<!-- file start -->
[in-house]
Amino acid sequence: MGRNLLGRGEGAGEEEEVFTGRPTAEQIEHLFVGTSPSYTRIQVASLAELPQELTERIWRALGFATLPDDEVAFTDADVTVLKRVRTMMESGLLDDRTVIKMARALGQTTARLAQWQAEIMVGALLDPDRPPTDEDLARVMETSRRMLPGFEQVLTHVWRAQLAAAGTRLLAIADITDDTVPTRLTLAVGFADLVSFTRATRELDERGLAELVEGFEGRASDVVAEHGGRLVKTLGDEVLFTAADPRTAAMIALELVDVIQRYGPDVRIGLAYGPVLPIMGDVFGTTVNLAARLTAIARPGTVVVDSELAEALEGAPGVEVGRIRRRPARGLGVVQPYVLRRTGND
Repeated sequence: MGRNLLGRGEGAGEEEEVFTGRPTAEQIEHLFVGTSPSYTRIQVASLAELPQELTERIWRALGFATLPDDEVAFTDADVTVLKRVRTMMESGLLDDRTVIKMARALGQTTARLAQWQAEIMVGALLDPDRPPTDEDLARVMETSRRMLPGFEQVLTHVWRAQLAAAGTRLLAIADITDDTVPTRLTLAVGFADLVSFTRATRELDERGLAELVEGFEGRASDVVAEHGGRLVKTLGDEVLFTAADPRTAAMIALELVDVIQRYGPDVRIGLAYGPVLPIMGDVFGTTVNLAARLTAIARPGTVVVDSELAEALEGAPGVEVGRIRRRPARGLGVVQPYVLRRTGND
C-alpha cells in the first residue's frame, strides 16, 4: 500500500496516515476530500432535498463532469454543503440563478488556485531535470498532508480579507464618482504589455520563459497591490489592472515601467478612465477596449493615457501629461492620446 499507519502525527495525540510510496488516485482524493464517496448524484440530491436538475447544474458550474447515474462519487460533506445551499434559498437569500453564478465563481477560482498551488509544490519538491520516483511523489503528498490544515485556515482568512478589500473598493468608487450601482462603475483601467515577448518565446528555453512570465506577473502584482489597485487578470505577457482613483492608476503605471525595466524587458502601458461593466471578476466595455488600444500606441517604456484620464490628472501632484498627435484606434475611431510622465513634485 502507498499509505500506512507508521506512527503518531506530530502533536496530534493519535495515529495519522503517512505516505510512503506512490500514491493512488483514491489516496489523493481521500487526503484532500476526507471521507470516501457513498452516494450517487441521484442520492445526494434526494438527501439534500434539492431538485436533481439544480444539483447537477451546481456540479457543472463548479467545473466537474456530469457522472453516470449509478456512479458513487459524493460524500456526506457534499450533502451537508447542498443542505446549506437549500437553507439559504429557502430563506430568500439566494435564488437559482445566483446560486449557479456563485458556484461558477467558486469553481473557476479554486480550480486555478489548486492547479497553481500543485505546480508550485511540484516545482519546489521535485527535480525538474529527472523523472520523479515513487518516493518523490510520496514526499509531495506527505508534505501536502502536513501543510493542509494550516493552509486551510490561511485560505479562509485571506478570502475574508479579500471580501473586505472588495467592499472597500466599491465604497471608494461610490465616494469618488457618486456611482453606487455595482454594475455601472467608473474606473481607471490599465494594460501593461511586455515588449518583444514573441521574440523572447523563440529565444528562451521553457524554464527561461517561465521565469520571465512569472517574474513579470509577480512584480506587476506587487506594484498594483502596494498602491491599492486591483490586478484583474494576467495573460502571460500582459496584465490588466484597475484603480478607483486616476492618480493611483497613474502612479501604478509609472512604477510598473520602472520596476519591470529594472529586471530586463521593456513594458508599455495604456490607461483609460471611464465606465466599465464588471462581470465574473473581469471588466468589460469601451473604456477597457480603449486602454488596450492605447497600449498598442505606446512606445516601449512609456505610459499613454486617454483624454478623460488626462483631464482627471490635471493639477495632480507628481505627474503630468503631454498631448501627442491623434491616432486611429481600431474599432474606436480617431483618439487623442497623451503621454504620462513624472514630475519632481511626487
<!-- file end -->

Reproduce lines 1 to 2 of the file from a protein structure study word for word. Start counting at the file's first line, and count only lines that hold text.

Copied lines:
[in-house]
Amino acid sequence: MGRNLLGRGEGAGEEEEVFTGRPTAEQIEHLFVGTSPSYTRIQVASLAELPQELTERIWRALGFATLPDDEVAFTDADVTVLKRVRTMMESGLLDDRTVIKMARALGQTTARLAQWQAEIMVGALLDPDRPPTDEDLARVMETSRRMLPGFEQVLTHVWRAQLAAAGTRLLAIADITDDTVPTRLTLAVGFADLVSFTRATRELDERGLAELVEGFEGRASDVVAEHGGRLVKTLGDEVLFTAADPRTAAMIALELVDVIQRYGPDVRIGLAYGPVLPIMGDVFGTTVNLAARLTAIARPGTVVVDSELAEALEGAPGVEVGRIRRRPARGLGVVQPYVLRRTGND